By Rev. Ben Johnson*
Economists and ethicists agree: A worker should be evaluated by the job he does, not his political views. But the more politicized life becomes, the greater the chance a competent employee will lose his or her job because of his private political views.
Politicians like Alexandria Ocasio-Cortez propose blacklisting their political foes, potentially including tens of millions of people, over politics. In an Orwellian twist of fate, the best employees may be fired precisely because they perform their job to the best of their ability.
An example appears to be playing out in the firing of Portsmouth, Virginia, Police Chief Angela Greene. As I wrote recently at FEE.org:
The town’s progressive leadership fired Angela Greene after she pressed charges against rioters who decapitated and pulled down a Confederate statue, striking a middle-aged black man in the head. The injury left the man temporarily comatose, caused him to flatline twice as his brain swelled dangerously, and required months of therapy to teach him to walk and talk again. City officials fired Greene on [last] Monday morning, a little more than two months after placing her on paid leave. She said she plans to sue.
There is more to the story. One of the people Greene crossed happens to be State Sen. Louise Lucas, D-Portsmouth, a 28-year incumbent and the present president pro tempore of the Virginia state Senate.
Body camera footage of the June 10 protest shows Sen. Lucas telling Chief Greene that a connection in city government had authorized the mob to vandalize the Confederate statue (although it is not clear that a politician can unilaterally repeal laws against vandalism and destruction of property). Then-Portsmouth City Manager Lydia Pettis “Patton just gave permission though me. You need to give her a call,” Lucas told Greene.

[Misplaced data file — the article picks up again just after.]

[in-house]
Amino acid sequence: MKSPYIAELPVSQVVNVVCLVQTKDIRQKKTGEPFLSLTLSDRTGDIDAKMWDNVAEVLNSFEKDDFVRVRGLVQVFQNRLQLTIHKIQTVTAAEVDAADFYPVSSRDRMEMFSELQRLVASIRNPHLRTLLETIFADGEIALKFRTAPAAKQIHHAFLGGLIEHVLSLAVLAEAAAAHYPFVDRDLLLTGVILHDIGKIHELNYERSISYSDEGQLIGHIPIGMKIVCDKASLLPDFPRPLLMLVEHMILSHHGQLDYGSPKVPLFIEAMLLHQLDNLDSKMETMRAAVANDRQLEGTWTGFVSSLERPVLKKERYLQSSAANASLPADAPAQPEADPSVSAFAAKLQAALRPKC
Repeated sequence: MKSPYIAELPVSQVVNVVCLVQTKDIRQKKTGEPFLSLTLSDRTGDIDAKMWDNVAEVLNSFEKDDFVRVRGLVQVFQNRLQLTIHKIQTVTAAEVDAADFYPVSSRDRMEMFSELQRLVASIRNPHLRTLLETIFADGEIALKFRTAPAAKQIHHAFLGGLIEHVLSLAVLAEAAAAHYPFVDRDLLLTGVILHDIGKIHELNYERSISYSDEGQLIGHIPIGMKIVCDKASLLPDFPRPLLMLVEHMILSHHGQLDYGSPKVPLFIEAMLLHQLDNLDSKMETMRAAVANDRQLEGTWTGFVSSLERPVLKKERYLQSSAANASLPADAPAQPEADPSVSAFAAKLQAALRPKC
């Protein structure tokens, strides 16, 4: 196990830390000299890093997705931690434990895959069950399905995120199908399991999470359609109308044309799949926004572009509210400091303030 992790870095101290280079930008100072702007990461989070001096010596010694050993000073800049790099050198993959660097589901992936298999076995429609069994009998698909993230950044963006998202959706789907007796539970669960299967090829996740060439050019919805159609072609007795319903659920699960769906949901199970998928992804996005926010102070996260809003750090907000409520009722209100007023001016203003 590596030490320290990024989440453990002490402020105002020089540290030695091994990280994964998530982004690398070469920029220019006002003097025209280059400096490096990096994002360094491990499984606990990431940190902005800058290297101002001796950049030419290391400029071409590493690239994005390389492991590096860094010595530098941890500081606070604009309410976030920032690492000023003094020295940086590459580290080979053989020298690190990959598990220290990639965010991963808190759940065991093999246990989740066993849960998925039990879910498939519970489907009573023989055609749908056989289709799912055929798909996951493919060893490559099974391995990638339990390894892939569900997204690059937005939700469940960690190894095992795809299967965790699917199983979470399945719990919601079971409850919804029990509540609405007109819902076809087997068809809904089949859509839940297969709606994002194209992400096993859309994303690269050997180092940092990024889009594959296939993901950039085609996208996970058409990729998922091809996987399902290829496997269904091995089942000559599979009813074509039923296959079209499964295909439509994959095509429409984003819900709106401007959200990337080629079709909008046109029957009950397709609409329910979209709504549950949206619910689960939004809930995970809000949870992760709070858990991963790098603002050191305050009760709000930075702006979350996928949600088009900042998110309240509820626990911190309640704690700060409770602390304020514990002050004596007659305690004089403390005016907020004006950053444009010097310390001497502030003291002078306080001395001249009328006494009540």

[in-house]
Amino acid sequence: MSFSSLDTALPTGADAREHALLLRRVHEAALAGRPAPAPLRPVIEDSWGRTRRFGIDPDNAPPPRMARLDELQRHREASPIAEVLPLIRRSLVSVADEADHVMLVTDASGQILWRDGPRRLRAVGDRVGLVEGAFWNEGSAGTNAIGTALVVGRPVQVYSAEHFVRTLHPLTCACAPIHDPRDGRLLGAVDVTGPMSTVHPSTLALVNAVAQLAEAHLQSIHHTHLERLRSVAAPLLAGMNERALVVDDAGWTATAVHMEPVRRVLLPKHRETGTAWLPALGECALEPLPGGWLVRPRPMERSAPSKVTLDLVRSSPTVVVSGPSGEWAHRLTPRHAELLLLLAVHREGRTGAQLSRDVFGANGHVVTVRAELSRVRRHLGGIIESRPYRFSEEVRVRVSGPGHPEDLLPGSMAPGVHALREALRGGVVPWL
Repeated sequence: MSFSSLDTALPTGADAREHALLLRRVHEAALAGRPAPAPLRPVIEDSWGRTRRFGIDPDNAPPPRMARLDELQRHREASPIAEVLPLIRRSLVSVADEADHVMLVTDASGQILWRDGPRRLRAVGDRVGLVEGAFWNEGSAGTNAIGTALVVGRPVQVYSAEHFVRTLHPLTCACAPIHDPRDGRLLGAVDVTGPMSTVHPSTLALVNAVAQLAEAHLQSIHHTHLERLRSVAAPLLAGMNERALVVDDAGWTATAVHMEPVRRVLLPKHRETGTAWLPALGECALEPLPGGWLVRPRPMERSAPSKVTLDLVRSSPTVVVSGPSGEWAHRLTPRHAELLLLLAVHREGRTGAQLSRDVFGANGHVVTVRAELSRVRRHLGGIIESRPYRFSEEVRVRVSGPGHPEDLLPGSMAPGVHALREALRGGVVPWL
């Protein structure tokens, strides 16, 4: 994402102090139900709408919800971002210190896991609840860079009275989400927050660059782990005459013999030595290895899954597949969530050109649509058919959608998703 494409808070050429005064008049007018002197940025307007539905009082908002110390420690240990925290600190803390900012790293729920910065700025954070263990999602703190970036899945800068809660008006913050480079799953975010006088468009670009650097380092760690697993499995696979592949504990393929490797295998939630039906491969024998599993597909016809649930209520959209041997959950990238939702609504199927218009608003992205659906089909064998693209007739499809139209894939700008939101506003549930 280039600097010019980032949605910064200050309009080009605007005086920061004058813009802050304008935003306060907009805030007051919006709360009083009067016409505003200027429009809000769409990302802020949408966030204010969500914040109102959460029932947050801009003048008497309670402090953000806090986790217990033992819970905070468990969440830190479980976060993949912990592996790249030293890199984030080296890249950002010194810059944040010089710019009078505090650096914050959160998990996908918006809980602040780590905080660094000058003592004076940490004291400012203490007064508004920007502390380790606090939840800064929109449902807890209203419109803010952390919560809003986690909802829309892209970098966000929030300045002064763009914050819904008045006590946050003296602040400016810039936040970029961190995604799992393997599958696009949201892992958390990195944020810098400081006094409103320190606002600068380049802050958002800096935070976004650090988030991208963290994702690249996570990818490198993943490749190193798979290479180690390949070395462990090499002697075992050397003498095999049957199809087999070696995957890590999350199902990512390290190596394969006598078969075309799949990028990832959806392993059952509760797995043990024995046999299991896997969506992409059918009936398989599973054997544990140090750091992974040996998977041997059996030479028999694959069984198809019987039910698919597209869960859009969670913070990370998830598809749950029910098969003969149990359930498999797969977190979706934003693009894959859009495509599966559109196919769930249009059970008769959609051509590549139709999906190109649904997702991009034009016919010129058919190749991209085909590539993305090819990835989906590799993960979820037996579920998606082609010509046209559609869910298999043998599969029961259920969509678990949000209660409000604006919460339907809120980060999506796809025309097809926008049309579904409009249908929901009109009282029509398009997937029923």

“I’m telling you, you can’t arrest them,” Lucas instructed police. “You can’t stop them. This is city property.”
Greene tried to call Patton, who did not respond. “I had no other alternative but to await confirmation or denial from city leaders in order to prevent a false arrest or incite the crowd, who were told they could damage the property by an elected official,” Greene said. The police force froze in uncertainty because of political leaders’ nonfeasance.
After the protest turned tragic, Patton denied giving Lucas permission to vandalize the statue. If true, Sen. Lucas appears to have lied to a police officer, a Class 1 misdemeanor under Virginia state law. Instead of prosecuting her, Patton pinned the blame for the accident squarely on Greene for failing to prevent demonstrators from tearing down the statue. At the same time, city officials made it clear they would not press charges against the vandals for the unauthorized property destruction, which left a black man with permanent, life-altering injuries.